Long past it’s between the war-years heyday, when four-masted barquentines from around the world would anchor in the bay to take on phosphate or wheat, the wharf at Port Victoria still had a weighty and substantial presence.
Towering over the water, a thick patina of nitro phosphate fertiliser dust covered every surface and light pole to the height of a man’s head.
The next day we sailed out and headed south for Port Turton, which was nestled on the top of the boot of Yorke Peninsula. The wind had picked up to 20 knots, the waves were choppy and bouncy, and a growing swell lifted us along. The sea gets occasionally confused off this part of the coast of Yorke Peninsula. The ocean is deeper, as the continental shelf drops precipitously away. The sea is an ominously deep and dark shade of blues and greens. It is a shipwreck coast.
Tip number 4: you will learn to face some new fears, and to take calculated risks.
The prevailing swell that tumbles up from the Southern Ocean bends around this protuberance of the peninsula, like a giant hand from a giant arm, sweeping under sailing vessels bobbing like apocryphal corks on water.
Flinders made this observation as he passed through:
At sunset, the land was seen…and the wind favouring us a little we made a stretch for it. A fire upon the shore served as a mark to steer by; and on approaching it at 10 o’clock, the anchor was let go in 6 fathoms, upon a bottom of course sand and small stones; the weather being fine and moderate off the land.
After three days at sea, we were hardening up. Replete with the previous night’s feast of crabs and beer and not much else, the next morning the tabernacle in the bow slowly raised the anchor, and we were under way once more.
A new course was set 295° west-nor’-west to take us out of the bay, to sling us around, out and down, towards Investigator Strait, the deceptively hazardous channel of deep water between the mainland and Kangaroo Island to the south.
Drawing a tangential line from the bottom tip of the cape in the west to the eastern tip of Kangaroo Island, our first heading set us on a south-easterly course to graze past the Althorpe Island sector light.
The last smells of the day dissipated. The warm odour of the wooden deck and the pungency of the sticky stockholm tar, enlivened by the sun’s heat, slowly faded into the air of the night. The chicken stew that was brought up from below in a single baking dish that we all took turns dipping into, passing a few spoons around to save on washing up, sat forlornly on the coach house roof.
Two hours after nightfall we were rolling along under full sail, the prevailing westerlies coming across our stern quarter. We were on an easting course, 100° on the compass card, heading for American River on the west coast of Kangaroo Island.
The dark of the night came on, and on we sailed, all sails set. Filled with wind, the sails pulled on the lines, setting up a pattern of creaking and cracking and clancking in the blocks and tackles.
Another crewmember and I had been allocated the midnight to 2 AM watch. While the rest of the crew slept we kept her alive and boiling along, the westerly swell lifting her up from the stern, gently rocking her as it passed metronomically underneath. It was soporific, but neither my crewmate, nor I, nor the Enterprize, was going to sleep just yet.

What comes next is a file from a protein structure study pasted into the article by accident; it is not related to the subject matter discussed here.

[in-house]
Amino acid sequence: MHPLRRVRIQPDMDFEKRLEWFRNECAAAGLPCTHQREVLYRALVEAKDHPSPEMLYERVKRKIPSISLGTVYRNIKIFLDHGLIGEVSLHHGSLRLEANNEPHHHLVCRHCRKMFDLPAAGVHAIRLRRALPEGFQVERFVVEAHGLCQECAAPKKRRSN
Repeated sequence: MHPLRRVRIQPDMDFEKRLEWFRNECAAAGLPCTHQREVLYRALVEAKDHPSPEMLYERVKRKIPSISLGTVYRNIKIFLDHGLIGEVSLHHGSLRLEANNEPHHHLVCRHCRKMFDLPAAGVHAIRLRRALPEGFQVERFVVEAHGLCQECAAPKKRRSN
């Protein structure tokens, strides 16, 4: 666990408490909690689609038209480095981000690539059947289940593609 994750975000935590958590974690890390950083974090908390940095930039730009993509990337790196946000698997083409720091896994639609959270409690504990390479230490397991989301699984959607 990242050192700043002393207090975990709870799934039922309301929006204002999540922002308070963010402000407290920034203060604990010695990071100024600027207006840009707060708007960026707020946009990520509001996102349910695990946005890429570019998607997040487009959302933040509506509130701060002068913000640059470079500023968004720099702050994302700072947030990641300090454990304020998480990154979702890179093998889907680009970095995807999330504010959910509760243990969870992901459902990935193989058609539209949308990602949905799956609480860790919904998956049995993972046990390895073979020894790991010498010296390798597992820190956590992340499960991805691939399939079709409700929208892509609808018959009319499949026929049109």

Apart from a white masthead light, and the red and green of the port and starboard navigation lights, the only light in the dark was the green glow of the compass card, gyroscopically wallowing in its binnacle, just in front of the massive redgum tiller. The inky black sea tumbled past.
We looked out to the night, and the Milky Way seemed close enough to touch. We were silently awed by the spectacle of simply so many stars so close in the night sky. Three shooting stars punctuated the hours and minutes of the watch. The single square topsail was set above us, a large black rhomboid, stretched taut in each corner under the strain of the following wind, as the ship rocked and rolled to the swell.
Tip number 5: If you are a crewman on a tall ship, there is absolutely no doubt you will be richer for the experience. Life will definitely never be the same.
We passed in the night the very coast that Flinders gazed out upon in the day. He wrote in his log:
Neither smokes, nor other marks of inhabitants had as yet been perceived upon the southern land, although we had passed along seventy miles of its coast. It was too late to go on shore this evening; but every glass on the ship was pointed there, to see what could be discovered.
The next morning, after a short sleep, I was back on deck as the sun rose in the overcast gloom of the east. Numb with sleep deprivation I showered, and was given time off to sit on the cover of the hold and read a book in the warming sun.
We anchored in the mouth of American River, so named for the number of trading visitors from that land who tried to make a fortune in the sealing industry.
Flinders had this to say about his visit two centuries ago:
The whole ship’s company was employed this afternoon, in skinning and cleaning the…(many)…kangaroos…(shot earlier that day); and a delightful regale they afforded, after four months privation from almost any fresh provisions. In gratitude for so seasonable a supply, I named this southern land Kangaroo Island.
Matthew Flinders’ quotes taken from: A Voyage to Terra Australis